The USS Healy (DD-672) was a destroyer and one of the Navy vessels present at the signing of the documents that ended World War II. During her service in the war, the Healy received 8 battle stars. The ship was launched on July 4, 1943, and commissioned on September 3.
Action in World War II
The Healy left port on January 16, 1944, to assist in the major island campaigns going on in the Pacific. She screened the Yorktown and Enterprise during the attack on the Marshall Islands and then escorted the Washington and Indiana to the port of Majuro. She was present at the battle of Truk on February 17-18, helping to win this major Japanese naval base. She escorted the USS Enterprise during March and April, assisting in attacks on the Palau Islands, Woleai, and New Guinea.
On June 6, the Healy left Marjuro to assist in the attack on the Mariana Islands, 1000 miles away from the nearest support base. She provided direct bombardment on the island during the landing of the Marines on Saipan that began on June 15. On June 19, the Healy participated in the Battle of the Philippines Sea, the largest carrier battle of World War II. The US wound up sinking two Japanese carriers and downed much of the Japanese aircraft brought to battle. During July and August, the Healy continued to assist in the attacks on the Pacific Islands including Guam, Carolines, Bonin and Volcano Islands and the Pelium invasion.
On September 21, the Healy joined the Fleet Task Forces that were preparing to attack more Japanese Islands. On October 10, the Fleet attacked Okinawa and then quickly attacked Formosa, their real objective. The Healy downed one bomber and assisted in destroying many more during the three day attack. Despite some losses, the Fleet was able to prevent the port of Formosa from supporting the Japanese Fleet again during the war. After escorting damaged ships to port, the Healy then proceeded to the Philippines once more.
On October 19, 1944, the Healy supported the landing of U.S. troops at Leyte and also bombarded targets on Luzon. Joining with Task Force 38.3, the Healy screened carriers and shot down several Japanese attack planes during the Battle for Leyte Gulf. With help by Admiral Halsey, the U.S. won this battle decisively. During November and December, the Healy supported the Fleet with attacks against the Japanese at Luzon and Manila Bay.
In January and February 1945, the Healy assisted with the Fleet’s attacks from the China Sea. The Fleet attacked Formosa, Camranh Bay, Saigon, Hong Kong, Hainan and downed over 130,000 tons of shipping. The Healy then provided support for the invasion of Iwo Jima on February 19 and patrolled the island providing needed bombardment throughout March. Healy then returned to San Francisco to be refitted.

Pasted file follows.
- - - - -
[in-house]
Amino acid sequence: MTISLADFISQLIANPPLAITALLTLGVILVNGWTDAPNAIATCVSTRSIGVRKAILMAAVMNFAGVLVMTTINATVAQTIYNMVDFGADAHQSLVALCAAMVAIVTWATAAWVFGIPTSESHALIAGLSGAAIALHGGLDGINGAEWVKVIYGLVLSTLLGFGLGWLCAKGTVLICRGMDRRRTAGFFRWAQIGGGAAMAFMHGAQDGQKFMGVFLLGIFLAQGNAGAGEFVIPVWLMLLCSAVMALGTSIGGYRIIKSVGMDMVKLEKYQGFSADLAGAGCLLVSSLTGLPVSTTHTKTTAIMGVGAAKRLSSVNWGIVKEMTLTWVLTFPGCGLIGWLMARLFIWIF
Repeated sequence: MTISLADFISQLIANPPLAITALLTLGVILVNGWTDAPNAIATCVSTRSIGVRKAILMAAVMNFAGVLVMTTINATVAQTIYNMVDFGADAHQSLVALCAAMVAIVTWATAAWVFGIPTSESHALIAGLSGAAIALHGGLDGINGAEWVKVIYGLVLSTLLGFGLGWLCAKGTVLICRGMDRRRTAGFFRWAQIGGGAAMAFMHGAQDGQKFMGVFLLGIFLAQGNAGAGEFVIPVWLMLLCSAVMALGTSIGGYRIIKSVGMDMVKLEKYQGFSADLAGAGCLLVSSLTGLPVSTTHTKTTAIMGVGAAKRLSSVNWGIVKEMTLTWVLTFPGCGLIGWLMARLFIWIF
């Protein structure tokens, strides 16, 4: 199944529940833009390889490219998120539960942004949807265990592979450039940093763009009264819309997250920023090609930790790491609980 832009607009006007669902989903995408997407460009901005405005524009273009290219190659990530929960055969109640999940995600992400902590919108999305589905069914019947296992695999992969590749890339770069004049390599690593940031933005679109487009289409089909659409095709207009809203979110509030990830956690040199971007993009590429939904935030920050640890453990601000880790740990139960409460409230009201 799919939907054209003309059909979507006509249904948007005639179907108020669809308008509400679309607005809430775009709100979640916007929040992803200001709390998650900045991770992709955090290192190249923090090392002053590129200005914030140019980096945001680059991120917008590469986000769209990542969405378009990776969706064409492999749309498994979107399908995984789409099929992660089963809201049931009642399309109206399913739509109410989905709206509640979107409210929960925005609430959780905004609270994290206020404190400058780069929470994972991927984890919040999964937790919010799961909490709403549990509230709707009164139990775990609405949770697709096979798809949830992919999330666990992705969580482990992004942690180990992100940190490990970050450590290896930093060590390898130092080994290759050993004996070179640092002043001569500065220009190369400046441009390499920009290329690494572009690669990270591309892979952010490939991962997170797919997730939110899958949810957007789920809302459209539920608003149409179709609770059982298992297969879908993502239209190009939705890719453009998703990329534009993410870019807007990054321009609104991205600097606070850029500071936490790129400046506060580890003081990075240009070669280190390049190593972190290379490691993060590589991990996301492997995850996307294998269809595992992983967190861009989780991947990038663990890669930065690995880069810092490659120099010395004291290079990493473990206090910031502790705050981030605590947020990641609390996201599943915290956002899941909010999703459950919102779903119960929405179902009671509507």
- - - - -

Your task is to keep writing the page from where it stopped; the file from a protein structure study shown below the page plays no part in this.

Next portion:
Leaving San Francisco on June 20, the Healy returned to the Pacific theater once more. After attacking Guam on August 11 and on route to Iwo Jima, the crew of the Healy learned the war was over. She proceeded to Tokyo Bay and acted as a control ship for entrance to the Bay during the signing of the documents of surrender. On September 3, 1945, Healy sailed for San Diego arriving on December 21, 1945. She then sailed back to the east coast, ending up in New York, and was decommissioned in Charleston on July 11, 1946.
After the War
On August 3, 1951, she was recommissioned to supported American shipping in the Caribbean area and near Cuba until June 1953. On June 29, she put to sea on a world cruise. Upon reaching the Korea area, the destroyer spent six months assisting the fleet during the Korean War. The Healy then completed her world tour and returned to Norfolk on February 6, 1954. Healy then spent 1954 on midshipman training cruises and patrolling the east coast.
In 1955, Healy joined the 6th Fleet, sailing for the Mediterranean area and patrolling the European area. On February 26, 1956 she returned to Norfolk. During the next year, the Healy was used for midshipman training and training at the Navy Mine Warfare School in Norfolk. On March 11, 1958, the Healy was decommissioned again in Philadelphia. She was removed from the Naval Vessel Register on December 1, 1974, and sold for scrap on April 12, 1976.
Asbestos in Navy Ships
Although an essential component of the naval fleet, especially during World War II, naval destroyers also pose a lasting health risk to soldiers serving on them. Unfortunately, products containing asbestos were common, especially on older ships, because of the material’s high resistance to heat and fire. Despite its value as an insulator, asbestos fiber intake can lead to several serious health consequences, including mesothelioma, a devastating cancer without cure. Current and former military personnel who came into contact with these ships should seek immediate medical attention in order to detect possible health consequences associated with asbestos exposure.